Damn, I remember thinking to myself. Another missed opportunity.
Knowing that I wouldn’t see Dinah again until lunch, I pretty much resigned myself to two hours of boredom. I was not disappointed. Not that I didn’t like school. There were classes I enjoyed. For example, I had always found history to be rather fascinating. And English – I loved to read, and I always received compliments on my writing.
In fact, school for the most part wasn’t too bad. Often times, it was the teachers that made it boring. I mean, picture that teacher in Ferris Beuller’s Day Off. You know the one. The guy that takes attendance at the beginning of class: “Bueller…Bueller…Bueller”. Imagine having to listen to that droning voice for an hour each day. Now multiply that by four or five. No wonder Ferris had decided to cut.
When my prison sentence was up and the bell rang signifying my lunch period, I fairly ran to the lunchroom. I paused just inside the doorway, scanning the room for any sign of Dinah. I found her, seated in a far corner of the room, alone. I headed over to the tray line, picked up my tray and headed toward the far side of the lunchroom. I heard Val call me over to my usual table, but I was firm in my resolve.
Something told me that I had to talk to this girl. I just can’t explain it. As I approached the table, I paused, fearful that I would say something or do something to screw it up. I can come on a bit strong sometimes and I didn’t want to do anything to scare Dinah off. Just when I started to rethink my actions, Dinah looked up from her meal. Her eyes locked with mine, and suddenly, all the practiced greetings that I had mused over in Ms. Wells’ class were lost to me.
“I…uh…you’re Dinah.” No kidding, Jackass! “You’re in Ms. Wells’ class.” Like I needed to tell her that one. “Yeah, I’m there too…with you…er…in that class.” Oh, God, what an idiot! Smooth, Gabby, really smooth!
Dinah stared up at me for a moment, watching me fidget in my discomfort. I was certain she was going to think me a simple-minded fool and simply get up from the table and leave. But then, a smile appeared on her face – a smile so genuine, I couldn’t help but mirror the image. Then she began to chuckle. It was infectious. Soon, I was laughing so hard that a stitch was beginning to develop in my side.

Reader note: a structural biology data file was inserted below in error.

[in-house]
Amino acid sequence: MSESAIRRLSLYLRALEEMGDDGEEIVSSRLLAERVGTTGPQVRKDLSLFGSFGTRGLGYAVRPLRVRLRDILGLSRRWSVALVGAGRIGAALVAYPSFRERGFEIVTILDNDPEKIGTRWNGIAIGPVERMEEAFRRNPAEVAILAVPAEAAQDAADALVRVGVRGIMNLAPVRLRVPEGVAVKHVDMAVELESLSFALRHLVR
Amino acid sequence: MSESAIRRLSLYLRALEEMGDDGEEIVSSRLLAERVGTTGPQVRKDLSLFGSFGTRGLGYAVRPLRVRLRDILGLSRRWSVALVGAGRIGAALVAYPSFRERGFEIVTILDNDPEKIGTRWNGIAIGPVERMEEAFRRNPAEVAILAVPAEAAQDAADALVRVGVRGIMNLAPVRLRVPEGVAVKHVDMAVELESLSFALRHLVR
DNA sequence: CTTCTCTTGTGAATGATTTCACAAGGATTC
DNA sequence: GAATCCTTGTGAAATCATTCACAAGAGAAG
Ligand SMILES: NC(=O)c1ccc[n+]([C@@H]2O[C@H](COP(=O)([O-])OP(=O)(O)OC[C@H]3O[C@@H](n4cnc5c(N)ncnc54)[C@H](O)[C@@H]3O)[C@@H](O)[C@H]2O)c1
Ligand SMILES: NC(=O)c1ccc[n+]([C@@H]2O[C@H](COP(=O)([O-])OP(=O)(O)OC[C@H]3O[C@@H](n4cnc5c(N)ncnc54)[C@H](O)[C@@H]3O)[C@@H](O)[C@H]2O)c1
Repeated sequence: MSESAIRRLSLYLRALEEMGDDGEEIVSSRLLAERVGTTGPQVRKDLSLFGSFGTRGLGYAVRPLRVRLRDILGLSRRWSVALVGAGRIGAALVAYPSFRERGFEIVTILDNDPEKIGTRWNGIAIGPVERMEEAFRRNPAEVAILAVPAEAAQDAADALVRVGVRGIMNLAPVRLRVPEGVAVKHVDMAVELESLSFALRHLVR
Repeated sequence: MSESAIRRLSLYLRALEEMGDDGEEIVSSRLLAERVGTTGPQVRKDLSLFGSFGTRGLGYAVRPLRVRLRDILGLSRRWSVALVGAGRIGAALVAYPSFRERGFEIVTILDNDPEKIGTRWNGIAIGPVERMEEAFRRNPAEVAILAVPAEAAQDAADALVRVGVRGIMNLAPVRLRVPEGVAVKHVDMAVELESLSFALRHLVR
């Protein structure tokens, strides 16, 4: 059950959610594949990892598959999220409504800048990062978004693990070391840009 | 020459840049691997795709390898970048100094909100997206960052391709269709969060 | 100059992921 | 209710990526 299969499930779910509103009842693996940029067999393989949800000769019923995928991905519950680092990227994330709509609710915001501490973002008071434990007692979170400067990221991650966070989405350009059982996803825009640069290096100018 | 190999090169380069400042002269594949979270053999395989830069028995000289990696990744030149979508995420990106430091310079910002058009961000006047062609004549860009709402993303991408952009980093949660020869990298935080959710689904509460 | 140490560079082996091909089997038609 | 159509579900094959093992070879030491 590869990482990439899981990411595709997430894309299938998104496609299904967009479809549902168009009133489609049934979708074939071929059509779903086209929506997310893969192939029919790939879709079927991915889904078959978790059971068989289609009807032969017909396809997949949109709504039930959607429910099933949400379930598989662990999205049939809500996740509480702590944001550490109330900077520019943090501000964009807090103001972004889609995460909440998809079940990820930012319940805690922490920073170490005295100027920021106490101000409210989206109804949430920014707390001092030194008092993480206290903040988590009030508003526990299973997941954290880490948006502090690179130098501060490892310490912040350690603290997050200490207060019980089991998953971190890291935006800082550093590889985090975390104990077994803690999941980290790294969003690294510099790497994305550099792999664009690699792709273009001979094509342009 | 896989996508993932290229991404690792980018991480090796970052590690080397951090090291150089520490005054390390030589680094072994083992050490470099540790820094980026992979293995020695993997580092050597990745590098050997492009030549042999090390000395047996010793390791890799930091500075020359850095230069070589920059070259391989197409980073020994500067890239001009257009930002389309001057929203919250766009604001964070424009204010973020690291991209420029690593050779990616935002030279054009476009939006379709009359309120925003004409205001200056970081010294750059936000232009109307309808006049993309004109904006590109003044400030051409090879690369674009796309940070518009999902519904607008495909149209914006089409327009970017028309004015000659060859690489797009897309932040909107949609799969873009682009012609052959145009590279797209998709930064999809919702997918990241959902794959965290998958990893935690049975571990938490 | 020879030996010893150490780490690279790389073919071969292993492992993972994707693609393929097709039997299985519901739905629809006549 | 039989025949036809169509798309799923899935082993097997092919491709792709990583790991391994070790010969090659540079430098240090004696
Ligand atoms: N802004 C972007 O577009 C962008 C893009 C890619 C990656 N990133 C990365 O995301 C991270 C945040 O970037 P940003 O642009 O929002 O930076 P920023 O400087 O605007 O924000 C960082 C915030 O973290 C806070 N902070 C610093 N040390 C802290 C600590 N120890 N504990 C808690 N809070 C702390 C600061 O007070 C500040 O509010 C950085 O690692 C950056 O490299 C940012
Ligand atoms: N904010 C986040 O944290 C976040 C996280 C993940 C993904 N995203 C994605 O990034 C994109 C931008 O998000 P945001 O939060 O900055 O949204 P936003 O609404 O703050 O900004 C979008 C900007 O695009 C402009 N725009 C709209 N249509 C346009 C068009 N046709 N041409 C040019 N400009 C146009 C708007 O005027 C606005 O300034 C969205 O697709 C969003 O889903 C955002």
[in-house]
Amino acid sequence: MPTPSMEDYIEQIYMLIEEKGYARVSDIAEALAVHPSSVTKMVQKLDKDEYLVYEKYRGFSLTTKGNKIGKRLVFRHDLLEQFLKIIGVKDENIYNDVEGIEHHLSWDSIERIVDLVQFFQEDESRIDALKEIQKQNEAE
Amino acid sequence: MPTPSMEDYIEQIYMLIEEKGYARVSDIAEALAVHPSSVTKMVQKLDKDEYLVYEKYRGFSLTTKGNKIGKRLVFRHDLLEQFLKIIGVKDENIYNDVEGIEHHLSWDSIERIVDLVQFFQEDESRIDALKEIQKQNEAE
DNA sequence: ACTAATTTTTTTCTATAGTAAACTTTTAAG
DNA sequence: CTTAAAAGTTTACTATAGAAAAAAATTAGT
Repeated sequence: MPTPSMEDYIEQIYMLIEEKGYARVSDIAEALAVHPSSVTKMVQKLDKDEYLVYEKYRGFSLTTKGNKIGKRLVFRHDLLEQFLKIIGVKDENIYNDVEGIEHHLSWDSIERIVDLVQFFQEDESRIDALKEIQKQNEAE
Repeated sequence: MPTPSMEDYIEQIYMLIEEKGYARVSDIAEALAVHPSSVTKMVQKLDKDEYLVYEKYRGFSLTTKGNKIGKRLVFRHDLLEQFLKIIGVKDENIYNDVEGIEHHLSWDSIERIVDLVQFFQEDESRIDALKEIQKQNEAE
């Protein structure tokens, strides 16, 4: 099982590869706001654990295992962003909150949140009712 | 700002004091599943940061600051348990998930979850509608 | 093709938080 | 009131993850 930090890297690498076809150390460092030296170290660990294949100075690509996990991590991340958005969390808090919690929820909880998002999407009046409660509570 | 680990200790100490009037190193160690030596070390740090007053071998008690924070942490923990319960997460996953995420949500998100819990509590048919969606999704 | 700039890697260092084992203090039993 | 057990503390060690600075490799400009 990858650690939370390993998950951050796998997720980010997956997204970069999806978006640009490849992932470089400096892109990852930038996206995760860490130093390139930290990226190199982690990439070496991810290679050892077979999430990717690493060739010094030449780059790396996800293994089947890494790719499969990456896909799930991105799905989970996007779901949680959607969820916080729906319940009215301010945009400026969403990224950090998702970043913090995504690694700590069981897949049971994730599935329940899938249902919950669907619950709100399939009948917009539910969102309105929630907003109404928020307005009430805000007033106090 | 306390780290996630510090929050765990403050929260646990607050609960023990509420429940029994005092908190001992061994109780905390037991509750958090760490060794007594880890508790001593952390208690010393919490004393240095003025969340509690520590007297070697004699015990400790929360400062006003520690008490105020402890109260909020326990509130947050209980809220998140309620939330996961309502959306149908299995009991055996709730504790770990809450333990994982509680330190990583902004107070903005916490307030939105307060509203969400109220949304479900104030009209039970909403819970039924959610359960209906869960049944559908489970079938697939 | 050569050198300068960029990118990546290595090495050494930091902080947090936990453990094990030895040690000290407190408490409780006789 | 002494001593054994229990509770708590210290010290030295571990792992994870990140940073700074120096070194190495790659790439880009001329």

I put my tray down on the table and plopped down onto the bench, holding my stomach. Dinah wiped tears from her eyes as she tried unsuccessfully to get a hold of herself. Nervous laughter is the worst. Just when you think you’re over it, it grabs you again in its clutches and you are doubled over, gasping for air.
When we finally were able to compose ourselves, we settled down to a lunch of lousy food and interesting conversation. Dinah lived with Ms. Gordon, one of the English teachers who also doubled as a counselor on her off hours. She’d just arrived in New Gotham last week and was a little disenchanted with the place, but she wanted desperately to make things work out here. I didn’t ask, but from the way Dinah referred to her life in Opal…or rather the way she shied away from discussing her life in Opal…a return to her home town was something she dreaded with a passion.
When the bell rang and lunchtime was over, Dinah’s face fell. I, too, felt sort of robbed. We had fallen into such an easy and enjoyable conversation, I hadn’t wanted the moment to end. But someone once said that all good things must come to an end. We said our goodbyes and headed out of the lunchroom, vowing to have lunch together the following day. It wasn’t until we both had rounded the corner at the end of the hall that we realized we were traveling in the same direction.
As it turned out, we were both in the same science class. Then following that, we were in the same gym class. In fact, our schedules were virtually identical except for two hours of the day. Funny how things work out, huh?